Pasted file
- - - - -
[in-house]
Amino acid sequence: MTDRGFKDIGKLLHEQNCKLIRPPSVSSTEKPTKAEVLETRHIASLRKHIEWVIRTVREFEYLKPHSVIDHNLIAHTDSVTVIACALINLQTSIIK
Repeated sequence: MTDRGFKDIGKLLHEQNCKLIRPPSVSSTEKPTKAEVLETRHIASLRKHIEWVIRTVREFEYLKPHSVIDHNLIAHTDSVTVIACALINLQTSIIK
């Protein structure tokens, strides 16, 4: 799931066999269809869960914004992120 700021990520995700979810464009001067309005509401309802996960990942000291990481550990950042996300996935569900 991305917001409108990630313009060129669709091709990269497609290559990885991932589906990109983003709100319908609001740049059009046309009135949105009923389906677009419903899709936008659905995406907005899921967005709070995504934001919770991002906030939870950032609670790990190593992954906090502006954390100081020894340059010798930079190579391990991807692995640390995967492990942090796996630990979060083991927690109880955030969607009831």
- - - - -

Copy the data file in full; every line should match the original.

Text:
[in-house]
Amino acid sequence: MTDRGFKDIGKLLHEQNCKLIRPPSVSSTEKPTKAEVLETRHIASLRKHIEWVIRTVREFEYLKPHSVIDHNLIAHTDSVTVIACALINLQTSIIK
Repeated sequence: MTDRGFKDIGKLLHEQNCKLIRPPSVSSTEKPTKAEVLETRHIASLRKHIEWVIRTVREFEYLKPHSVIDHNLIAHTDSVTVIACALINLQTSIIK
């Protein structure tokens, strides 16, 4: 799931066999269809869960914004992120 700021990520995700979810464009001067309005509401309802996960990942000291990481550990950042996300996935569900 991305917001409108990630313009060129669709091709990269497609290559990885991932589906990109983003709100319908609001740049059009046309009135949105009923389906677009419903899709936008659905995406907005899921967005709070995504934001919770991002906030939870950032609670790990190593992954906090502006954390100081020894340059010798930079190579391990991807692995640390995967492990942090796996630990979060083991927690109880955030969607009831």